Dr. Baros is a dedicated researcher, educator, and LGBTQ advocate. Her areas of expertise are proficiency-based language teaching and creating inclusive environments for LGBTQ students and people.
Last year, I made an attempt to follow the curriculum in the newest Look, I can talk! books (Blaine Ray). However, for various reasons, it just wasn't cutting it for me. However, one thing that students were picking up really well were the songs. Along with the LICT curriculum, I did activities with LEGO stop-motion videos based on the original LICT stories and of course Señor Wolly (their favorite). In fact one particular struggling student's mom purchased a school Señor Wooly account so that her son and the rest of my students could access the videos! Students were able to remember and use the phrases because they got the songs stuck in their head and enjoyed singing them as well as associated the words with the videos that accompanied the songs. After getting some feedback from students, I decided mid-year to re-do my curriculum and have the songs at the heart of the curriculum. In other words, my structures were pulled from the songs and listening to the songs became a central part of instruction. Unfortunately, due to various circumstances, I wasn't able to plan this curriculum shift out methodically and it showed, but it also showed how much the students were learning. However, the 2014-2015 school year will have a music-based curriculum that I feel will be much stronger and I can't wait to see the results. Here's how I went about structuring it:
First, I used Bryce Hedstrom's list of the 400 most common words to identify the words that I wanted my students to know. Then, I looked at various songs from both of the previous resources as well as songs commonly used by other Spanish teachers, including authentic songs (for example, "Eres Tú" is an excellent first-year song!). I identified prominent phrases within the songs (usually they were repeated multiple times, giving me lots of repetition and increasing the likelihood that students would know them) and cross-checked that they included high-frequency vocabulary and/or important grammatical concepts that I wanted my students to be exposed to and acquire (in the lower levels, phrases with high-frequency vocabulary were emphasized while grammar gained increasing importance with the higher levels since they already know many of the high-frequency words and have acquired more fluency). I also ensured that the phrases were in a complete sentence (or were put into a complete sentence with minor adjustments) and that I could come up with a discussion topic with which I could PQA, circle, discuss, and/or tell a story with.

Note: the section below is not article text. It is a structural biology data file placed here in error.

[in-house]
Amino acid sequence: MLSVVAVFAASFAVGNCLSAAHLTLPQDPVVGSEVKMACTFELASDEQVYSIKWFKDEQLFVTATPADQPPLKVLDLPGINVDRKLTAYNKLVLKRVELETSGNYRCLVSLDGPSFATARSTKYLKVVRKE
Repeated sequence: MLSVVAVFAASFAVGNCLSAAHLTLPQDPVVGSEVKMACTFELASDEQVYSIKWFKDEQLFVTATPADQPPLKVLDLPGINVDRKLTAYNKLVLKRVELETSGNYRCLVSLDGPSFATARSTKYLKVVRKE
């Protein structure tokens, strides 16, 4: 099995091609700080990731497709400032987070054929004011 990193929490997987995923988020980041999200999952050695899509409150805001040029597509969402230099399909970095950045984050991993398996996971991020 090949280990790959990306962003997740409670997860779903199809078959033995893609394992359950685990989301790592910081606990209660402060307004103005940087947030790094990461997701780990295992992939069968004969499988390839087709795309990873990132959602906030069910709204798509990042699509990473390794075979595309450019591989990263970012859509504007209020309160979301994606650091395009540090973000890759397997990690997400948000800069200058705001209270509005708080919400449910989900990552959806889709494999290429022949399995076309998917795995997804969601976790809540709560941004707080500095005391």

In Intro to Spanish and Spanish 1 classes (which are very similar) have a very well laid-out curriculum, especially since I've taught these levels before and know where to start/end up, what my resources are, and the general strengths and pitfalls of particular phrases and songs. Ultimately, I decided to leave my Spanish 2/3 classes (I have both levels in the same class) a little more flexible and identified a loose order of songs to do with them and will select specific phrases as we go (these students are generally more proficient than a regular Spanish 2 class since they've had Spanish all through elementary school, Intro to Spanish, Spanish 1, and for some Spanish 2, as well as being at a high-performing school and they take Spanish as their elective over other options; thus, the majority of what I'm doing is practice, practice, practice and just help them become more fluent since they are already conversational and this is the first time I'm teaching these levels). The phrases are what students will be tested on, but as all Comprehensible Teachers know, they will know so much more than just those phrases.
In addition to centralizing my curriculum on these phrases, I'm doing "Verb Karate" with my Spanish 2-3 students, doing someting called "Algo Más" each Friday, and putting an emphasis on reading.
PS - I'll update soon with the actual songs and structures I chose.
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